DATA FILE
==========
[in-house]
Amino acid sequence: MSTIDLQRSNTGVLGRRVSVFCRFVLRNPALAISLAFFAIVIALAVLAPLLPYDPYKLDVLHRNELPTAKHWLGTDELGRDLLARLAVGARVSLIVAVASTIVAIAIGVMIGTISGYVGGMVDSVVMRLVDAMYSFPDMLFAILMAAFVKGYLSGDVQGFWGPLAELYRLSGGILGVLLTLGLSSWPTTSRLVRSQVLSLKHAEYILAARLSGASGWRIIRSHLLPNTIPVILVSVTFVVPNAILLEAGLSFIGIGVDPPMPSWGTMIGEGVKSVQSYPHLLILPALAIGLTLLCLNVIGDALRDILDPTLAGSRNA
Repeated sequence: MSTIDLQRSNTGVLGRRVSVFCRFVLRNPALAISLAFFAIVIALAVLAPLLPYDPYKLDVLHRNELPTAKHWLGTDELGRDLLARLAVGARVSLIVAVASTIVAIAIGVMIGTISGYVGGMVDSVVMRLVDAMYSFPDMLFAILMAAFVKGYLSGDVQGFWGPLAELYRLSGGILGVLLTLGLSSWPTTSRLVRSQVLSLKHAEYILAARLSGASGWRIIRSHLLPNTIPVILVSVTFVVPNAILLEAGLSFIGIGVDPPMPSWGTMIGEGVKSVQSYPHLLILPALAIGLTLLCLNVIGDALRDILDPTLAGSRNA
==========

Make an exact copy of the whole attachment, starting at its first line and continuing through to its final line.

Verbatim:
[in-house]
Amino acid sequence: MSTIDLQRSNTGVLGRRVSVFCRFVLRNPALAISLAFFAIVIALAVLAPLLPYDPYKLDVLHRNELPTAKHWLGTDELGRDLLARLAVGARVSLIVAVASTIVAIAIGVMIGTISGYVGGMVDSVVMRLVDAMYSFPDMLFAILMAAFVKGYLSGDVQGFWGPLAELYRLSGGILGVLLTLGLSSWPTTSRLVRSQVLSLKHAEYILAARLSGASGWRIIRSHLLPNTIPVILVSVTFVVPNAILLEAGLSFIGIGVDPPMPSWGTMIGEGVKSVQSYPHLLILPALAIGLTLLCLNVIGDALRDILDPTLAGSRNA
Repeated sequence: MSTIDLQRSNTGVLGRRVSVFCRFVLRNPALAISLAFFAIVIALAVLAPLLPYDPYKLDVLHRNELPTAKHWLGTDELGRDLLARLAVGARVSLIVAVASTIVAIAIGVMIGTISGYVGGMVDSVVMRLVDAMYSFPDMLFAILMAAFVKGYLSGDVQGFWGPLAELYRLSGGILGVLLTLGLSSWPTTSRLVRSQVLSLKHAEYILAARLSGASGWRIIRSHLLPNTIPVILVSVTFVVPNAILLEAGLSFIGIGVDPPMPSWGTMIGEGVKSVQSYPHLLILPALAIGLTLLCLNVIGDALRDILDPTLAGSRNA